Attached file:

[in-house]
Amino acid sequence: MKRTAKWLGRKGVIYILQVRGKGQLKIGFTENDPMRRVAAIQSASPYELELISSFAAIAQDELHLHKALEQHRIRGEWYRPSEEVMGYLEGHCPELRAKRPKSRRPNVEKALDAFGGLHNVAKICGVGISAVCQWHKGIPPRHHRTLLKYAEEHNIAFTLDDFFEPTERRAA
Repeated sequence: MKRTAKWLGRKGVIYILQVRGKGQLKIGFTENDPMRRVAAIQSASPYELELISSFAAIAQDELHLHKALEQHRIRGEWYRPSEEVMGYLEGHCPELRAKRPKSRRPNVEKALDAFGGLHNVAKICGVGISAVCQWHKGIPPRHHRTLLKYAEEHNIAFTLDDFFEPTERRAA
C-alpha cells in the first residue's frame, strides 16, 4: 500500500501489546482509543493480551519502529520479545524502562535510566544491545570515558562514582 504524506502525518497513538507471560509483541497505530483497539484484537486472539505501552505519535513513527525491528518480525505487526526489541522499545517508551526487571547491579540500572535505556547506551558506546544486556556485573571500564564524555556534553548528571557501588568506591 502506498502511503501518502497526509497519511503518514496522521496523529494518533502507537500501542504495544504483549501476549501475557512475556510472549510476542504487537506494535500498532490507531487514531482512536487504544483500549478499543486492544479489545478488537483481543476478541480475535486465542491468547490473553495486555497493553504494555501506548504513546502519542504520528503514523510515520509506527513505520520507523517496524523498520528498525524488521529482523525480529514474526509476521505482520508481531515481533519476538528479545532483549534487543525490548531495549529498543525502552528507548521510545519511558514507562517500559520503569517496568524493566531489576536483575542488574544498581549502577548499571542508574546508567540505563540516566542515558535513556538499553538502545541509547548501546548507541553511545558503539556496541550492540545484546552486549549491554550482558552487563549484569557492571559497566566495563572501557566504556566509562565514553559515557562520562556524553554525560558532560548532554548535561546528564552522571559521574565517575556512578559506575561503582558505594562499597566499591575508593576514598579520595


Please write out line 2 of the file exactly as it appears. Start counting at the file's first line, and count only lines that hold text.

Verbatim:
Amino acid sequence: MKRTAKWLGRKGVIYILQVRGKGQLKIGFTENDPMRRVAAIQSASPYELELISSFAAIAQDELHLHKALEQHRIRGEWYRPSEEVMGYLEGHCPELRAKRPKSRRPNVEKALDAFGGLHNVAKICGVGISAVCQWHKGIPPRHHRTLLKYAEEHNIAFTLDDFFEPTERRAA